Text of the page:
“One of the great problems with the nature of photography is that people are accustomed to seeing a photograph as authoritative evidence, as proof of something,”

Bill Henson, interview with Janet Hawley, 2000.


Although Henson uses the contemporary art form of photography, his artworks are not documentary in style. The ONEIROI series is neither documentary or narrative, instead Henson desired to create a space between dream and reality. Hence the name ONEIROI. The Oneiroi are the spirits of dreams in Greek mythology who emerged each night from the land of eternal darkness beyond the rising sun. The Oneiroi passed through one of two gates (pylai). The first of these, made of horn, was the source of the prophetic god-sent dreams, while the other, constructed of ivory, was the source of dreams which were false and without meaning. The term for nightmare was melas oneiros (black dream). The series also wonders if there is a particular reason they many of us cleave to a heritage to which we only have tangential links or do the physical artefacts of our histories offer a way of capturing elusive nature of belonging?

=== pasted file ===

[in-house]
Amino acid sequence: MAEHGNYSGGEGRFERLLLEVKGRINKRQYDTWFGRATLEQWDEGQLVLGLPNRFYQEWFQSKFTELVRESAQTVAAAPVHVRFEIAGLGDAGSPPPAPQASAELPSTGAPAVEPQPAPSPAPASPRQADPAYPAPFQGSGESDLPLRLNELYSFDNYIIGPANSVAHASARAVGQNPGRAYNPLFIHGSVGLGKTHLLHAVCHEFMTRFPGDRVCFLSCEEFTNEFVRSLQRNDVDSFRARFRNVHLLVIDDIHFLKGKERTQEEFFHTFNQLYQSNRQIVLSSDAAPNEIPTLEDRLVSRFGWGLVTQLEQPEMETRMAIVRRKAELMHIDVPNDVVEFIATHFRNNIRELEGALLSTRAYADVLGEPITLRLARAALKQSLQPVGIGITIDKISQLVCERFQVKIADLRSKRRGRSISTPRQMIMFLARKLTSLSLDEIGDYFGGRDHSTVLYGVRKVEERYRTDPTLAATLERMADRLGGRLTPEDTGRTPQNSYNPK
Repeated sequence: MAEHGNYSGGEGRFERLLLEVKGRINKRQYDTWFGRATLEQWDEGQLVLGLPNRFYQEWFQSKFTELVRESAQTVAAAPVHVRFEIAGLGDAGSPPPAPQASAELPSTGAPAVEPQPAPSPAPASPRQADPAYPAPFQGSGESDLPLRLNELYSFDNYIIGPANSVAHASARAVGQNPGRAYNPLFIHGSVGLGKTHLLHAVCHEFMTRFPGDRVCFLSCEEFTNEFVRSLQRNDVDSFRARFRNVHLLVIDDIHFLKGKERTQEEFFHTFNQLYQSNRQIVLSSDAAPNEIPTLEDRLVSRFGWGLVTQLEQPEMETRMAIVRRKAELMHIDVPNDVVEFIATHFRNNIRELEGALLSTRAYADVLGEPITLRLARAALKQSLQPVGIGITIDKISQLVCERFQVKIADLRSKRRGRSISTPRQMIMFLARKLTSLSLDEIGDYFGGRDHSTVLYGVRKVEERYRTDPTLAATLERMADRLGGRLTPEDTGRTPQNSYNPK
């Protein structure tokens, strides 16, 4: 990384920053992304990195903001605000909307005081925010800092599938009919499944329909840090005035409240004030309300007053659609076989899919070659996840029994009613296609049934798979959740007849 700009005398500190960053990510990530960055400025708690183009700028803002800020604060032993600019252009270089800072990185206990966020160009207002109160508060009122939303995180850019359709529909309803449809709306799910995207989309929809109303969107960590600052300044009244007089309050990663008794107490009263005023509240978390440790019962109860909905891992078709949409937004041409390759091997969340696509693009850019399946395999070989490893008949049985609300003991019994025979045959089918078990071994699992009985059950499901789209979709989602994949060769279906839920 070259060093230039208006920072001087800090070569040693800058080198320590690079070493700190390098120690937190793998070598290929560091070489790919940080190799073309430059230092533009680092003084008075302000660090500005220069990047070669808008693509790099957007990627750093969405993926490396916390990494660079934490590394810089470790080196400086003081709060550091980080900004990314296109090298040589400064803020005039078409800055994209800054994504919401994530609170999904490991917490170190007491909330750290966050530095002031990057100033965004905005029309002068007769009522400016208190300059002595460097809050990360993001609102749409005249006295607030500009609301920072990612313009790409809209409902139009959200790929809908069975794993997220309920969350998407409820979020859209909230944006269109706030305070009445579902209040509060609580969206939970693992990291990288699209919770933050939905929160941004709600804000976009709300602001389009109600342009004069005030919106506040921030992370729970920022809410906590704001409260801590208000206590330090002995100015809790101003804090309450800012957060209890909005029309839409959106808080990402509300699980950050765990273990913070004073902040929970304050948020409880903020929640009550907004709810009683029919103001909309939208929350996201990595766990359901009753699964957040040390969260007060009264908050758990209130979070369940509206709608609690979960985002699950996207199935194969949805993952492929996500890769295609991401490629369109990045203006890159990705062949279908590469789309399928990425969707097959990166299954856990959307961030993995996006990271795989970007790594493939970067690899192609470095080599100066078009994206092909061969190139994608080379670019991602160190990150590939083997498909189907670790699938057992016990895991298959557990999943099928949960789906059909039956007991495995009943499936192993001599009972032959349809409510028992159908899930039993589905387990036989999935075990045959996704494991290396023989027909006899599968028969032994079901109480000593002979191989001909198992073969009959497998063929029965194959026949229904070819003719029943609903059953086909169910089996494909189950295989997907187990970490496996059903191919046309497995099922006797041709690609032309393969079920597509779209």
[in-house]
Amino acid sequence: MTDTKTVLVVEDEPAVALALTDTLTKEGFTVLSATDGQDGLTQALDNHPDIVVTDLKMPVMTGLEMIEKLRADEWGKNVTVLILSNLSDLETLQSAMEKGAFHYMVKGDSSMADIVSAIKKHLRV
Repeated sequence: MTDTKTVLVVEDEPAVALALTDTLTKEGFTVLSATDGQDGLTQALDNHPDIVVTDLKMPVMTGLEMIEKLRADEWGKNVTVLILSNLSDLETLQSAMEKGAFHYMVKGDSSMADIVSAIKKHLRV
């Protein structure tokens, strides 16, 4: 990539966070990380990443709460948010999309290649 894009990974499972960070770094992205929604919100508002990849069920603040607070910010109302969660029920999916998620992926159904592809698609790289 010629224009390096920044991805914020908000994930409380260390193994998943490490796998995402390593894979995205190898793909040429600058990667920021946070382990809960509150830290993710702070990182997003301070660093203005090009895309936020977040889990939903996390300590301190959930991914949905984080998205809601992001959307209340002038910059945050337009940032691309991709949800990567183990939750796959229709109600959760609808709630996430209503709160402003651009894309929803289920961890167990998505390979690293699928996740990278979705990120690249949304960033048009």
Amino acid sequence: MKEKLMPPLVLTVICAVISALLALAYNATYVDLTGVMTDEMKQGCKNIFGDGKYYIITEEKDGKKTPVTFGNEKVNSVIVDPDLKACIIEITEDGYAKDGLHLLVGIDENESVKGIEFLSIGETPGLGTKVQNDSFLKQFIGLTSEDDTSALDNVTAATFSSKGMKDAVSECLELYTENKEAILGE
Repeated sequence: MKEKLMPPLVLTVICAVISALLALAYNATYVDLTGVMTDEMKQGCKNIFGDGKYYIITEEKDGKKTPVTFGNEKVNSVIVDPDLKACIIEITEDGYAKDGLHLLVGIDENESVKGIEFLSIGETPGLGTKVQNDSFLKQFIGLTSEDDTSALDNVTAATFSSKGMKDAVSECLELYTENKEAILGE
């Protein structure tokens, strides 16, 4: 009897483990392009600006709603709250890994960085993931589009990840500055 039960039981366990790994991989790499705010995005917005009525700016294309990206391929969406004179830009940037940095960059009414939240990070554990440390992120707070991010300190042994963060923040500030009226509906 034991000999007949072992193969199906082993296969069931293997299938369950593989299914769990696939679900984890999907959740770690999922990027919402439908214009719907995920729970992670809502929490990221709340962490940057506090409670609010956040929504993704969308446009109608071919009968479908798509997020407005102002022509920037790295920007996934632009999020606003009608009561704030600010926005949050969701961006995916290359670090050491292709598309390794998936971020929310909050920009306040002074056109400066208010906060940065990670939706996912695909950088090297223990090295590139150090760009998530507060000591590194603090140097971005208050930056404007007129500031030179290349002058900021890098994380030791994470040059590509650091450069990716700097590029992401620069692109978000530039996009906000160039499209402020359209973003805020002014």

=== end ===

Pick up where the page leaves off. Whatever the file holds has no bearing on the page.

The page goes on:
ONEIROI – the project

This series was commissioned by the Hellenic Museum and supported by the Buckingham family. Henson chose six objects from the God's, Myths & Mortals collection which